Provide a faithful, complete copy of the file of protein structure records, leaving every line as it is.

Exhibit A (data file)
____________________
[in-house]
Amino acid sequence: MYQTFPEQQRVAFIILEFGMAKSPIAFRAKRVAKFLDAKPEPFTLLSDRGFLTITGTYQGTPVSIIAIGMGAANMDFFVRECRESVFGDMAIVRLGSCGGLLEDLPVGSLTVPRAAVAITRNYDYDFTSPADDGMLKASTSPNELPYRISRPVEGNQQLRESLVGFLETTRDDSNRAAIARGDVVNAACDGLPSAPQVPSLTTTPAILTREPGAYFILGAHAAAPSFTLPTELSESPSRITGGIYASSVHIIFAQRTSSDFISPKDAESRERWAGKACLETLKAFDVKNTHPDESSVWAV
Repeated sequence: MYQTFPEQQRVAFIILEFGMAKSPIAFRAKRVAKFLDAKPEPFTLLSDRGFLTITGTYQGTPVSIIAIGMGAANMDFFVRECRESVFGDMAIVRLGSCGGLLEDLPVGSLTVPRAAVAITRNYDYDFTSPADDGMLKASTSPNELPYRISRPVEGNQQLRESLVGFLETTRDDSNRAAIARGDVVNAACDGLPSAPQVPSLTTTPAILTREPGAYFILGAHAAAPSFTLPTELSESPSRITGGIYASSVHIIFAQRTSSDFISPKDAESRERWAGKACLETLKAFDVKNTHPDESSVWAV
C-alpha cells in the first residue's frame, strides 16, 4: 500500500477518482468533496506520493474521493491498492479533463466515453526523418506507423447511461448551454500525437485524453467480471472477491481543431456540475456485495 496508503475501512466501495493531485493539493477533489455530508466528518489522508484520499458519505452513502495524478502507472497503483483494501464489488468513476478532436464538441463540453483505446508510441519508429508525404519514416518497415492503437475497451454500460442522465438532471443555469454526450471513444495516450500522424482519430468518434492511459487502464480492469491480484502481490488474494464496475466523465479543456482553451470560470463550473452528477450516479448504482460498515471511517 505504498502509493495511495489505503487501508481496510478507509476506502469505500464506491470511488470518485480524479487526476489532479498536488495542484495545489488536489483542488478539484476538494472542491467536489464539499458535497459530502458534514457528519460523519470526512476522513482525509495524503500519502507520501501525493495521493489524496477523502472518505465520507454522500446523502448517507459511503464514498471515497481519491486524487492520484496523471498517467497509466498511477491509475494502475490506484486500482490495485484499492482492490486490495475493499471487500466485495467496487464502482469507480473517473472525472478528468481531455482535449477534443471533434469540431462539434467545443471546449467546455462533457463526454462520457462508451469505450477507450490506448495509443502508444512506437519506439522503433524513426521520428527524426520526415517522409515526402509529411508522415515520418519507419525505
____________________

[in-house]
Amino acid sequence: MYQTFPEQQRVAFIILEFGMAKSPIAFRAKRVAKFLDAKPEPFTLLSDRGFLTITGTYQGTPVSIIAIGMGAANMDFFVRECRESVFGDMAIVRLGSCGGLLEDLPVGSLTVPRAAVAITRNYDYDFTSPADDGMLKASTSPNELPYRISRPVEGNQQLRESLVGFLETTRDDSNRAAIARGDVVNAACDGLPSAPQVPSLTTTPAILTREPGAYFILGAHAAAPSFTLPTELSESPSRITGGIYASSVHIIFAQRTSSDFISPKDAESRERWAGKACLETLKAFDVKNTHPDESSVWAV
Repeated sequence: MYQTFPEQQRVAFIILEFGMAKSPIAFRAKRVAKFLDAKPEPFTLLSDRGFLTITGTYQGTPVSIIAIGMGAANMDFFVRECRESVFGDMAIVRLGSCGGLLEDLPVGSLTVPRAAVAITRNYDYDFTSPADDGMLKASTSPNELPYRISRPVEGNQQLRESLVGFLETTRDDSNRAAIARGDVVNAACDGLPSAPQVPSLTTTPAILTREPGAYFILGAHAAAPSFTLPTELSESPSRITGGIYASSVHIIFAQRTSSDFISPKDAESRERWAGKACLETLKAFDVKNTHPDESSVWAV
C-alpha cells in the first residue's frame, strides 16, 4: 500500500477518482468533496506520493474521493491498492479533463466515453526523418506507423447511461448551454500525437485524453467480471472477491481543431456540475456485495 496508503475501512466501495493531485493539493477533489455530508466528518489522508484520499458519505452513502495524478502507472497503483483494501464489488468513476478532436464538441463540453483505446508510441519508429508525404519514416518497415492503437475497451454500460442522465438532471443555469454526450471513444495516450500522424482519430468518434492511459487502464480492469491480484502481490488474494464496475466523465479543456482553451470560470463550473452528477450516479448504482460498515471511517 505504498502509493495511495489505503487501508481496510478507509476506502469505500464506491470511488470518485480524479487526476489532479498536488495542484495545489488536489483542488478539484476538494472542491467536489464539499458535497459530502458534514457528519460523519470526512476522513482525509495524503500519502507520501501525493495521493489524496477523502472518505465520507454522500446523502448517507459511503464514498471515497481519491486524487492520484496523471498517467497509466498511477491509475494502475490506484486500482490495485484499492482492490486490495475493499471487500466485495467496487464502482469507480473517473472525472478528468481531455482535449477534443471533434469540431462539434467545443471546449467546455462533457463526454462520457462508451469505450477507450490506448495509443502508444512506437519506439522503433524513426521520428527524426520526415517522409515526402509529411508522415515520418519507419525505